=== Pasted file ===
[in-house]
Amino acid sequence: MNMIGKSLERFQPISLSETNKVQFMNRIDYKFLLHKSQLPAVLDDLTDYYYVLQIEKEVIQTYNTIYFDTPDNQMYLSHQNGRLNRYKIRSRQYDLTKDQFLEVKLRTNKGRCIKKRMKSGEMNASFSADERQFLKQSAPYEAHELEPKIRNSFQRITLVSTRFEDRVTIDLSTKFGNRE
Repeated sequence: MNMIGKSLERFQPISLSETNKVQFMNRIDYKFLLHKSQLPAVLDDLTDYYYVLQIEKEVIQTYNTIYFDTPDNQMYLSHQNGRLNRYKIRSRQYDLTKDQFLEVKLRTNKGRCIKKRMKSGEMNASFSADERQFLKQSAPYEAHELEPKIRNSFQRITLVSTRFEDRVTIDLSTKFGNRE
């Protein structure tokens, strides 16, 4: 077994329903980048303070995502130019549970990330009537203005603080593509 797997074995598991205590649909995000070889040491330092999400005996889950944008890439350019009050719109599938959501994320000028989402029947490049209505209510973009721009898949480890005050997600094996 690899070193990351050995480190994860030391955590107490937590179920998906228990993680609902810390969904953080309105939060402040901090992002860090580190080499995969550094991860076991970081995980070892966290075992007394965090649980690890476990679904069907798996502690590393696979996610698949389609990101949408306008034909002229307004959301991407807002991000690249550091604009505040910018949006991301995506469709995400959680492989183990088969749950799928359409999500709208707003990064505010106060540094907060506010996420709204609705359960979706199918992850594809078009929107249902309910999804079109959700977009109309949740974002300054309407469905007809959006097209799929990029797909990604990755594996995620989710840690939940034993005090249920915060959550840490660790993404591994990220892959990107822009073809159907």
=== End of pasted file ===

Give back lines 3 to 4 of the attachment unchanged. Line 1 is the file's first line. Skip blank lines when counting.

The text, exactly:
Repeated sequence: MNMIGKSLERFQPISLSETNKVQFMNRIDYKFLLHKSQLPAVLDDLTDYYYVLQIEKEVIQTYNTIYFDTPDNQMYLSHQNGRLNRYKIRSRQYDLTKDQFLEVKLRTNKGRCIKKRMKSGEMNASFSADERQFLKQSAPYEAHELEPKIRNSFQRITLVSTRFEDRVTIDLSTKFGNRE
């Protein structure tokens, strides 16, 4: 077994329903980048303070995502130019549970990330009537203005603080593509 797997074995598991205590649909995000070889040491330092999400005996889950944008890439350019009050719109599938959501994320000028989402029947490049209505209510973009721009898949480890005050997600094996 690899070193990351050995480190994860030391955590107490937590179920998906228990993680609902810390969904953080309105939060402040901090992002860090580190080499995969550094991860076991970081995980070892966290075992007394965090649980690890476990679904069907798996502690590393696979996610698949389609990101949408306008034909002229307004959301991407807002991000690249550091604009505040910018949006991301995506469709995400959680492989183990088969749950799928359409999500709208707003990064505010106060540094907060506010996420709204609705359960979706199918992850594809078009929107249902309910999804079109959700977009109309949740974002300054309407469905007809959006097209799929990029797909990604990755594996995620989710840690939940034993005090249920915060959550840490660790993404591994990220892959990107822009073809159907």